Commentary

Nunez's play a good thing for Yankees

The shortstop's skill set gives the Bombers an easy solution to handling Jeter's decline

Updated: June 28, 2011, 8:56 AM ET
By Andrew Marchand | ESPNNewYork.com

NEW YORK -- It was two years ago down in Tampa, Fla., and New York Yankees officials wanted Eduardo Nunez to stop throwing from three-quarters motion and instead come from over the top.

Nunez procrastinated and was slow to the change until finally No. 2 saddled up next to him and explained the benefits.

"Of course, then he did it," said Yankees senior vice president Mark Newman, who heads up the Yankees' minor league operations.

Nunez is now emerging as a dynamic, yet inconsistent player. At 24, his running and hitting have an explosiveness that Derek Jeter's 37-year-old body may not contain anymore. He also has eight errors in 74 total chances, while Jeter committed just four in 204 opportunities.

Still, Nunez could be the man who best solves the future (near future?) dilemma of what to do with an aging Jeter. After Jeter's calf fully heals and he collects hit No. 3,000, Joe Girardi can finally move Jeter down in the order as the organization can make sure it values winning over legacy.

A bigger topic will then emerge: When should Jeter move from shortstop? The answer here is never until the meat of his contract runs out. There is a big asterisk, though, when we say never.

The best eventual solution is for Jeter to play from four to six games at short a week, with Nunez handling two to four games. This sliding scale can be adjusted with how each shortstop plays.

This season, the Yankees have already subtly done this by shifting Jeter and/or Alex Rodriguez to DH against many lefties and starting Nunez.

When Jeter gets a rest, he comes back as the Jeter we all used to know. With a day off, Jeter is hitting .313 with a .370 on-base percentage in 12 games.

Without a day off, he hits .248 with a .314 on-base in 50 games.

During games, his production even fades. In the first three innings, Jeter is a .308 hitter with a .385 on-base. From innings four through six, he hits .247 with a .325 on-base. At the end of games (after the seventh inning), he is a .207 batter with a .239 on-base.

The problem with Jeter and Nunez forming a 1 and 1A shortstop tandem for the next two seasons is the quarterback controversy syndrome that surely could engulf this team.

However, this could be diminished because of Nunez's reverence for Jeter and if Jeter can realize this is the best the Yankees can do by him as his abilities recede.

Ultimately, a declining Jeter should graciously accept such a shift, recognizing it is the best solution for him as the captain and for the team. He can keep his body fresher and his game more like the one that made him a legend.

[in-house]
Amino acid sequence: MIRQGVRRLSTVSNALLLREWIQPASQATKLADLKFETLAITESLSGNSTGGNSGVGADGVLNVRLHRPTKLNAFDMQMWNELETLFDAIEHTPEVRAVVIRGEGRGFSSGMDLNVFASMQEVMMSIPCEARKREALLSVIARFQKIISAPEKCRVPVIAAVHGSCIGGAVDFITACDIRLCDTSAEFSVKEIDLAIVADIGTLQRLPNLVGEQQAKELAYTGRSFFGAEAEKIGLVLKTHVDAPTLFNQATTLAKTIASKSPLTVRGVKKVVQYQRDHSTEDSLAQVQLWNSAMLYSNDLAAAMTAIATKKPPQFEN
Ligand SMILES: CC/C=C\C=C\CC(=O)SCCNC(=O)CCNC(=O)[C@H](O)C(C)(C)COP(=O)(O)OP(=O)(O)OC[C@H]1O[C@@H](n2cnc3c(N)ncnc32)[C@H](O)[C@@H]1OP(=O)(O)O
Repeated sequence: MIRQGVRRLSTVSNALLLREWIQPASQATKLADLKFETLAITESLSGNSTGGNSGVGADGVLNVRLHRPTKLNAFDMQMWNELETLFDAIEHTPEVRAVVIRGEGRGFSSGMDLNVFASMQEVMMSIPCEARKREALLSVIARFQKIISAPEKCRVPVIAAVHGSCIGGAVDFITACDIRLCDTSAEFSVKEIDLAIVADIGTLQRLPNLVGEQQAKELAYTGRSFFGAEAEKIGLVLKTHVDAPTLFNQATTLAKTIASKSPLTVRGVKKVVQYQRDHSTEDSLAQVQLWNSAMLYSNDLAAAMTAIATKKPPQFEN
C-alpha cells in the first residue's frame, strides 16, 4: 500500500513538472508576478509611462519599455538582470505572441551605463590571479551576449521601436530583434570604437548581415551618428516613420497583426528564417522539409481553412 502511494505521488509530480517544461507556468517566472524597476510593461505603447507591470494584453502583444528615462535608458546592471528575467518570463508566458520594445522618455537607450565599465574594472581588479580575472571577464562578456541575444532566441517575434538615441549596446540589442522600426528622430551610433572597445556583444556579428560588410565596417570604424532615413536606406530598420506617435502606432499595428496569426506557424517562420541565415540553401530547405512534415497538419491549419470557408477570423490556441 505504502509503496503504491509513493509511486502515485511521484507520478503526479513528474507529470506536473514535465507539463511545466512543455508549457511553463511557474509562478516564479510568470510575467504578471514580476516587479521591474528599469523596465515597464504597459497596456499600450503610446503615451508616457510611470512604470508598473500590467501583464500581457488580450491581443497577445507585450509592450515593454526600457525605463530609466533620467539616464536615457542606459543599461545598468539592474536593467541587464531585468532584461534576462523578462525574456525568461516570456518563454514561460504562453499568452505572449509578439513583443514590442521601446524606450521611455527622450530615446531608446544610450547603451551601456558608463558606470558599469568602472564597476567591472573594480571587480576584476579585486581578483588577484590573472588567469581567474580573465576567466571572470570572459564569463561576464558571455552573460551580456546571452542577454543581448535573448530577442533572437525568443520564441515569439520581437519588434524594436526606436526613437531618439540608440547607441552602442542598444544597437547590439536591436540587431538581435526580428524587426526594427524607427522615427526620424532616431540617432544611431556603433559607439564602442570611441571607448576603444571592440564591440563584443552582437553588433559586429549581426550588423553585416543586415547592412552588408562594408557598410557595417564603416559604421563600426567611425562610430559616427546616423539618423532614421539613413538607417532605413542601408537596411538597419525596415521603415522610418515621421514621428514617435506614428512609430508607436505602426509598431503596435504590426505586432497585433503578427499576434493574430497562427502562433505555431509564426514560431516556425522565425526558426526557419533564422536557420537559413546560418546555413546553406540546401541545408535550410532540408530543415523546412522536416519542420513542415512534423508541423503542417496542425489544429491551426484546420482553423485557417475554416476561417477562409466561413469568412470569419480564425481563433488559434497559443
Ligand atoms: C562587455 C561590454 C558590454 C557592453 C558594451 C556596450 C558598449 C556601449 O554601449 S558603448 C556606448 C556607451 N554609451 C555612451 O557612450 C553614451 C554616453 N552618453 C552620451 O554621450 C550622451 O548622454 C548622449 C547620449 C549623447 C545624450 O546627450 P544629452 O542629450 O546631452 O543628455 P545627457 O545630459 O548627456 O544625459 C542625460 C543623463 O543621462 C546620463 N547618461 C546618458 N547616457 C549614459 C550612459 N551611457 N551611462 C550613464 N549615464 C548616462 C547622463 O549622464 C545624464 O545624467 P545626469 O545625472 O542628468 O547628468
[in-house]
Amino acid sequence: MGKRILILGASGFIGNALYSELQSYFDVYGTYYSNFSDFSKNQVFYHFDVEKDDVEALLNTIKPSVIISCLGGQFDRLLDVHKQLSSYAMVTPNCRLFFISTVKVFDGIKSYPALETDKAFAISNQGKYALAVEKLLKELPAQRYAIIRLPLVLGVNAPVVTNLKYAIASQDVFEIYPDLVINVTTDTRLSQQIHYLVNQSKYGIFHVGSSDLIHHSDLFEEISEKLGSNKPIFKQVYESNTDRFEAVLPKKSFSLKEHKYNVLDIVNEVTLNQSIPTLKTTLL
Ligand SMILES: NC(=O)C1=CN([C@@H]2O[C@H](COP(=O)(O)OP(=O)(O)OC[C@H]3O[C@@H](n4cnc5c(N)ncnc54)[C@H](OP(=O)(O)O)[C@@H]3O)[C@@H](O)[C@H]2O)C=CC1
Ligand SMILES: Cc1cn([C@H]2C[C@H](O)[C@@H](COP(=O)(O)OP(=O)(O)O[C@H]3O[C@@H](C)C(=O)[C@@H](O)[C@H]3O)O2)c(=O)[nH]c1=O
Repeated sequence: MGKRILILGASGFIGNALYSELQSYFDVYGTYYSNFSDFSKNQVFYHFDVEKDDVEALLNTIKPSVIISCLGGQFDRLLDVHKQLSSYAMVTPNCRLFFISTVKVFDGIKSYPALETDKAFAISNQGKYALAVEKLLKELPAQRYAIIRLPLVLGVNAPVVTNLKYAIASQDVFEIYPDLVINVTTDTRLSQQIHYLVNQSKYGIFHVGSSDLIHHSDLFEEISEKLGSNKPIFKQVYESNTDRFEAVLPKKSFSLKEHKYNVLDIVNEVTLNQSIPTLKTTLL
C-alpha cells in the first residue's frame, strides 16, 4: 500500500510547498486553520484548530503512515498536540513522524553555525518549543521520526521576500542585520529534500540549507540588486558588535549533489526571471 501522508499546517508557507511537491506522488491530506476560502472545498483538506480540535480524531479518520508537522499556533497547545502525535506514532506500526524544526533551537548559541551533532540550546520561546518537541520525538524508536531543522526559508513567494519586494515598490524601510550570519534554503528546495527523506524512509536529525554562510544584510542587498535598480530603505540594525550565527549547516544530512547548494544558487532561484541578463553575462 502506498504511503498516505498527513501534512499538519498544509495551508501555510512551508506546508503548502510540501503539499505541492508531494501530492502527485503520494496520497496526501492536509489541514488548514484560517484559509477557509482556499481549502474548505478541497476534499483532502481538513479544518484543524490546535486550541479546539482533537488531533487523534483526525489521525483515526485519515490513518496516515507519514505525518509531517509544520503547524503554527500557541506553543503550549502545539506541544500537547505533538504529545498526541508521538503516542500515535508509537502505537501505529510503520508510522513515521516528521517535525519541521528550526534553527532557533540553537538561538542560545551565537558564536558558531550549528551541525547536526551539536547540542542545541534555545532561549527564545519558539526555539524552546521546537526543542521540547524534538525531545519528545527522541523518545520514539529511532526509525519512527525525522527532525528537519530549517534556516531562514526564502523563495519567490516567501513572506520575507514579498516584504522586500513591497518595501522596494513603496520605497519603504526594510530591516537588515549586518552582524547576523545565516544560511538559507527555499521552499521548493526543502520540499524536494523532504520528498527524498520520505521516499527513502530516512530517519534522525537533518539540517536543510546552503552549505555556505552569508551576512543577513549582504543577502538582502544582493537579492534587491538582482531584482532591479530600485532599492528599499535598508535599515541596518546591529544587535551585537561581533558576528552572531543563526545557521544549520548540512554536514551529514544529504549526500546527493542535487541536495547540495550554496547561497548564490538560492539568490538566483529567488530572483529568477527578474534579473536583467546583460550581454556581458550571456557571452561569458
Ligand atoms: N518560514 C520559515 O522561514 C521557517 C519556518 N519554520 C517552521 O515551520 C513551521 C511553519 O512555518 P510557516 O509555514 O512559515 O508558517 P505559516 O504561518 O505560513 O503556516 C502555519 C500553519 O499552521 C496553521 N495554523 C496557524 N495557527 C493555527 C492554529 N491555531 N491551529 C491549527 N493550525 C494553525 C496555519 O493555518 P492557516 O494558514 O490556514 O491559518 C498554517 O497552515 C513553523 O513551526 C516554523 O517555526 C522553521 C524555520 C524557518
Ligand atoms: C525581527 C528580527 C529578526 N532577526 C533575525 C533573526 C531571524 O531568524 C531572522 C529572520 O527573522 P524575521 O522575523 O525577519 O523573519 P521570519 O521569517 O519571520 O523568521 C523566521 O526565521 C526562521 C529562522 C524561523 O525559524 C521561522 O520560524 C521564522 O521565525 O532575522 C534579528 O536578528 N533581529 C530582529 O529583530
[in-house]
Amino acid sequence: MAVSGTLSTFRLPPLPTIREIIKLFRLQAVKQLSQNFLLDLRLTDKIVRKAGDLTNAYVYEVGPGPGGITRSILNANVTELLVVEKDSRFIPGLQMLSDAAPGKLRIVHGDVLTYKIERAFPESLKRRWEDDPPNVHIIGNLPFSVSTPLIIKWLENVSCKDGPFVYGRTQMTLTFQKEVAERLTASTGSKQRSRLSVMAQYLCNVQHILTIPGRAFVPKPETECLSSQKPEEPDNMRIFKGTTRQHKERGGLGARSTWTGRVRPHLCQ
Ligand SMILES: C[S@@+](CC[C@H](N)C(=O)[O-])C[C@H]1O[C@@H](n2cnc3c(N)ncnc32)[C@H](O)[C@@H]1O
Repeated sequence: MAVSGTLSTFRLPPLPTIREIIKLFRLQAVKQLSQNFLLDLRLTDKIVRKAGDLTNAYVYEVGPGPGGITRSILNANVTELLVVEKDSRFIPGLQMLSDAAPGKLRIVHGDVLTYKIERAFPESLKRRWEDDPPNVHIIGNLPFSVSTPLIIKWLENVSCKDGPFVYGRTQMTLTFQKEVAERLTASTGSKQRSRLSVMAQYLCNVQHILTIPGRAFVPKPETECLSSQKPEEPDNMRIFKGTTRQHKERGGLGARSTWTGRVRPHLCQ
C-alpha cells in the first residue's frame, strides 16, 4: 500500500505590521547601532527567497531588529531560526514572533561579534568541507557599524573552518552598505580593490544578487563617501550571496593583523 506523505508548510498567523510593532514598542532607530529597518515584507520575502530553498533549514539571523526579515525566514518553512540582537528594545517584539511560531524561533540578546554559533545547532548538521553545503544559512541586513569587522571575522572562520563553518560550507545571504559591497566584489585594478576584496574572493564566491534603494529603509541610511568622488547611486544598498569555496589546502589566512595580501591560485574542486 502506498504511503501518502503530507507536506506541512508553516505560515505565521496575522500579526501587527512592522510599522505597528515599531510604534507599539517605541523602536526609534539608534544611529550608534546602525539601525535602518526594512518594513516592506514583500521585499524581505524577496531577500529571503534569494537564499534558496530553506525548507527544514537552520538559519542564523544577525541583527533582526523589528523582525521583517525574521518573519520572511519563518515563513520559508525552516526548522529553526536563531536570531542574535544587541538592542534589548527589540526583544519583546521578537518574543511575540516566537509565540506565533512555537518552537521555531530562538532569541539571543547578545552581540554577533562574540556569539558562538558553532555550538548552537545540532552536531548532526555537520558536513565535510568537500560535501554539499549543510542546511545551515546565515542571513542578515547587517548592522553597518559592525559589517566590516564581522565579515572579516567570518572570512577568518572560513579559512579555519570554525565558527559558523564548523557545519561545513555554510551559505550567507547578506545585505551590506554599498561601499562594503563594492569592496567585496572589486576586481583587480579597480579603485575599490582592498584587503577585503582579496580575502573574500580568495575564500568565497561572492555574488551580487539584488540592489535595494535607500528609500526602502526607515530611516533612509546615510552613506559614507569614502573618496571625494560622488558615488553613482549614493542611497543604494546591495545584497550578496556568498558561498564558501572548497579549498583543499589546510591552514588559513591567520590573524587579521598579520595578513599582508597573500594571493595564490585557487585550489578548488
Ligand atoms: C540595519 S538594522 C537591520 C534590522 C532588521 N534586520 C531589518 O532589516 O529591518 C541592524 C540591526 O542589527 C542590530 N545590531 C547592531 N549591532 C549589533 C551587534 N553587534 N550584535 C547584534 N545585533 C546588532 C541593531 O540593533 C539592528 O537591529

With not perfect solution, this is the better than any other option.

For instance, to eventually ask Jeter to become a $17-million-per-year utility player doesn't fully make sense. The spectacle of the 37-year-old Jeter moving all around the diamond or learning the outfield is too much at his age. Plus, where would he even fill in?

It would be a sideshow with Todd Hundley-Mike Piazza type endings.

Yankees GM Brian Cashman thinks that Nunez is one of the best young shortstops in the game. Nunez needs to become more consistent in the field. With extended playing time, he could be further exposed or he could whittle down his defensive mistakes.

Nunez, though, has been what Jeter has trademarked as his legacy. He has been a winning player, as evidenced by his two game-winning RBIs (same as Jeter's) this season. Nunez is hitting .308 with runners in scoring position compared to Jeter's .179.

Since Jeter went on the DL, Nunez has hit .286. Jeter is at .260 on the season. There is little doubt, Nunez would hit for more power over the long haul. They both have two homers this year.

The Yankees are 9-3 with Nunez starting since the middle of this month. They are averaging nearly six runs per game. Nunez is just a piece of the offense as Rodriguez and Nick Swisher, among others, have been on fire.

There is no easy way to handle an athlete's decline, but there is always a best way. In Jeter's case, it is allowing him to remain at shortstop, but decrease his playing time even more.

Jeter may not like it. He may not understand or agree with it. He may not even know that all the alternatives would be worse for him.

With this solution, Jeter can remain at shortstop, just not on a full-time basis. So Nunez's tantalizing talents at short could be the best thing that happens for Jeter to remain there even longer.

ESPN researcher Katie Sharp contributed to this story.

Andrew Marchand is a senior writer for ESPNNewYork. He also regularly contributes to SportsCenter, Baseball Tonight, ESPNews, ESPN New York 98.7 FM and ESPN Radio. He joined ESPN in 2007 after nine years at the New York Post. Follow Andrew on Twitter »

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